In order to assess graduates' perceptions of the value of their UW education over time, all alumni who graduated in the 1987-88 and 1992-93 academic years were surveyed in June, 1998. This survey was part of a larger study of several alumni and student groups. Thus, in addition to general questions (e.g., regarding employment and income level), several items were included that were parallel to other surveys. Alumni were asked to give self-ratings of skill levels, the perceived necessity of those skills, UW's contribution to skill development, satisfaction with skill level, and their level of preparedness for life beyond UW. Completed questionnaires were received from 3025 respondents. Frequency tables of their responses are included.

1997 University of Washington Graduates, One Year After Graduation: Methodology and Response Frequencies. OEA Assessment Group, OEA Report 98-07, 1998. (117K PDF*)

Approximately eleven months after receiving their degrees, all 1997 undergraduate and graduate/professional degree recipients were surveyed regarding their UW educational experience and their post-graduate activities. Graduate/professional degree recipients received a shorter version of the questionnaire than that sent to undergraduates, and items were modified or added as appropriate for this degree level. As part of a larger study, several items were comparable to those on surveys conducted with other student and alumni groups to allow for cross-sectional comparisons. Items included self-ratings of skills in a variety of areas and ratings of satisfaction with the UW's contribution to skill development. Responses were obtained from 2214 of the undergraduate and 1392 of the graduate/professional degree recipients.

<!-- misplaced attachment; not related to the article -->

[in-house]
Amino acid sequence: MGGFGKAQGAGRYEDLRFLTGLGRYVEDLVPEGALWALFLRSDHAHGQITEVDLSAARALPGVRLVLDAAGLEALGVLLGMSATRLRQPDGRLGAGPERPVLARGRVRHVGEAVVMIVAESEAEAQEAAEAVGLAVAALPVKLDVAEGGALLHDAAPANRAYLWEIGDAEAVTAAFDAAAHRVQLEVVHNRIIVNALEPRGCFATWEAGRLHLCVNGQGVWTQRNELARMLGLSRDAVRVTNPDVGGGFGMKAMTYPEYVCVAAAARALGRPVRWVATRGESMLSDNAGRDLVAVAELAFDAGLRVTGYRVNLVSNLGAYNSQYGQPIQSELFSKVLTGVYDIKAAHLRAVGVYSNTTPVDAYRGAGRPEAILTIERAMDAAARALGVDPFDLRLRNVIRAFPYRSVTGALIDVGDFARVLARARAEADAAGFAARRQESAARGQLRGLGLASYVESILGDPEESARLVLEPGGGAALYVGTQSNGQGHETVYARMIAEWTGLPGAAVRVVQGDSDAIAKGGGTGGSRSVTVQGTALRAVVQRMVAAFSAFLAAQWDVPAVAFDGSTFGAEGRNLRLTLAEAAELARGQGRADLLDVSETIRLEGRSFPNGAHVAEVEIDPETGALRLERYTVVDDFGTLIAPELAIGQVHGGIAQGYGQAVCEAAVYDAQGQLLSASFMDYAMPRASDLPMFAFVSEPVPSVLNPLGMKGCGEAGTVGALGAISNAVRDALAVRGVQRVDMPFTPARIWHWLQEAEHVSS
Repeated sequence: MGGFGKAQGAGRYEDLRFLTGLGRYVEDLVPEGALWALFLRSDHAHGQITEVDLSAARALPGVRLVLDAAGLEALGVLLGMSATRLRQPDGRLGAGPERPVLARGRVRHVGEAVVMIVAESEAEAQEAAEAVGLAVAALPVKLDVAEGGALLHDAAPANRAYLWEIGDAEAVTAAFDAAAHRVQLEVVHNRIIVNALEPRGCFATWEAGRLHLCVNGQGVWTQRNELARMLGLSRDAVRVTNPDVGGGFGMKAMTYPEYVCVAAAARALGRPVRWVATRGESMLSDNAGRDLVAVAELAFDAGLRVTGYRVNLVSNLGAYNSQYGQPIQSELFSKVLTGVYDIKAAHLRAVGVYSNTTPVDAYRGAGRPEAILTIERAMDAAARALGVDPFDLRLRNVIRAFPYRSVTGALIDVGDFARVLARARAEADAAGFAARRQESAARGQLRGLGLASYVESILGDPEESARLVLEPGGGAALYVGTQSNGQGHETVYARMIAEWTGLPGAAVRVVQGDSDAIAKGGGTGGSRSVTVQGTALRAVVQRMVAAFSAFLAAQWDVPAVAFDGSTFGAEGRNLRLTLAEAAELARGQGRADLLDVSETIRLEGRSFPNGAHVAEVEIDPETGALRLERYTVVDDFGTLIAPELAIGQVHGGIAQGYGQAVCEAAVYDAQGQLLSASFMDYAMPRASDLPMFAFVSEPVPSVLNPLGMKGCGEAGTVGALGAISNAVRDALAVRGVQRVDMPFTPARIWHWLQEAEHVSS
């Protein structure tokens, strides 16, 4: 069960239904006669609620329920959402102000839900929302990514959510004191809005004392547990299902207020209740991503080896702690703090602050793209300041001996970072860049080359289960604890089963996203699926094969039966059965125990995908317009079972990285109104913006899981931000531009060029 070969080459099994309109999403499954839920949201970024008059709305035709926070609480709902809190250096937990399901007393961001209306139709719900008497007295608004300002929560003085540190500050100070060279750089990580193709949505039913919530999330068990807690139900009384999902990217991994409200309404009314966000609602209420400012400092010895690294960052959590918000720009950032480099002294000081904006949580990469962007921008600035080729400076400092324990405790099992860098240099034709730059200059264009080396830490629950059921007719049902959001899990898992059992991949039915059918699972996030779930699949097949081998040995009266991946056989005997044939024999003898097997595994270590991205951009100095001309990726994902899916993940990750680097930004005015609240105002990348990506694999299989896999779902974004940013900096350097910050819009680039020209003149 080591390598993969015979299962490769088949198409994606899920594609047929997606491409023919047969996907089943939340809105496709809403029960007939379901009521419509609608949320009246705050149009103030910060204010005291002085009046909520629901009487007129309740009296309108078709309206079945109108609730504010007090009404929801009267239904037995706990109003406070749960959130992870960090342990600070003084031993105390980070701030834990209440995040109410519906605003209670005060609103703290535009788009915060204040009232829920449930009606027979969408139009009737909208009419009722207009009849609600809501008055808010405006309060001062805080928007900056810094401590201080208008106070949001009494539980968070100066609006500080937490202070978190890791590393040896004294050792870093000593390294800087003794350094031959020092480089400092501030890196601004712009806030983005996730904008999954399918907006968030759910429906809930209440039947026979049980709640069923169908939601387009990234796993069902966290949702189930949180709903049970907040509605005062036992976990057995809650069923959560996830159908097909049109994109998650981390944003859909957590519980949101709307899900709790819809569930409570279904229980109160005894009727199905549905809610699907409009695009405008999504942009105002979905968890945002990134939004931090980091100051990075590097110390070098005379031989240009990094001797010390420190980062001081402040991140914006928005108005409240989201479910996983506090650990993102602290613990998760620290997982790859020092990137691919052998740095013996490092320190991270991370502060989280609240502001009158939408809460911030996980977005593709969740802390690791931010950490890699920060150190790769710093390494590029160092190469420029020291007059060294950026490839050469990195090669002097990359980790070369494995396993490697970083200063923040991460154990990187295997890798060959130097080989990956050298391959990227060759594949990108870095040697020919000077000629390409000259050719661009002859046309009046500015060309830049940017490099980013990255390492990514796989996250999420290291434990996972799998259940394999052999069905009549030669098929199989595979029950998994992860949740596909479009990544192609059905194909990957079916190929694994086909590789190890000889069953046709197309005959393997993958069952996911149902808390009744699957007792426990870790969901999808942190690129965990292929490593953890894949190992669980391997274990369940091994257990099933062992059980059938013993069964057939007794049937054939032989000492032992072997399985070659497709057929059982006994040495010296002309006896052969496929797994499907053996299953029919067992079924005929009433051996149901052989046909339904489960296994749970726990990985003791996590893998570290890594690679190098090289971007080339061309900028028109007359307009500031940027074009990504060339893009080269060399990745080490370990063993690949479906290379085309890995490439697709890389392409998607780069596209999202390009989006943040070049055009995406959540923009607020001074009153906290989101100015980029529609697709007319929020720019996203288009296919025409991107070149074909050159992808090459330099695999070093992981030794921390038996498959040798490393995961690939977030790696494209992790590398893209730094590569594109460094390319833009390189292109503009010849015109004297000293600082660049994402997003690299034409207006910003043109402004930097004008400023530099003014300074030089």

1998 College Student Survey (CSS): Methodology and Response Frequencies. OEA Assessment Group, OEA Report 98-06, 1998. (79K PDF*)

In spring of 1998, the Cooperative Institutional Research Program (CIRP) College Student Survey (CSS) was sent to a random sample of 500 seniors. The CSS assesses students' academic and social experiences at college as well as their future goals and aspirations, and provides normative profiles of UW seniors in comparison to seniors across the nation. Some of the items on the CSS were included on the OEA Senior Survey, thereby enabling an evaluation of the validity of the OEA survey. This report gives a detailed description of the methodology employed for the 1998 administration of the CSS at the UW, and provides frequency of response as taken from the CIRP report. Also included are national comparative frequencies.

1998 Senior Survey: Methodology and Response Frequencies. OEA Assessment Group, OEA Report 98-05, 1998. (42K PDF*)

In spring of 1998, the annual OEA Senior Survey was sent to 1500 randomly selected seniors who were enrolled at the Seattle campus in Spring quarter. As part of a larger study, items were included regarding students' perceptions of the academic and the practical value of attending the UW. This allowed for comparisons between seniors and other student and alumni groups on these measures. A large segment of the questionnaire focused on students' self-reported skill level in a variety of content domains, as well as how important students perceived those domains to be, the extent to which they thought the UW impacted on the development of those skills, and how satisfied they were with said impact. Response frequencies on all items for the 638 respondents are included.

1998 Entering Student Survey: Methodology and Response Frequencies. OEA Assessment Group, OEA Report 98-04, 1998. (48K PDF*)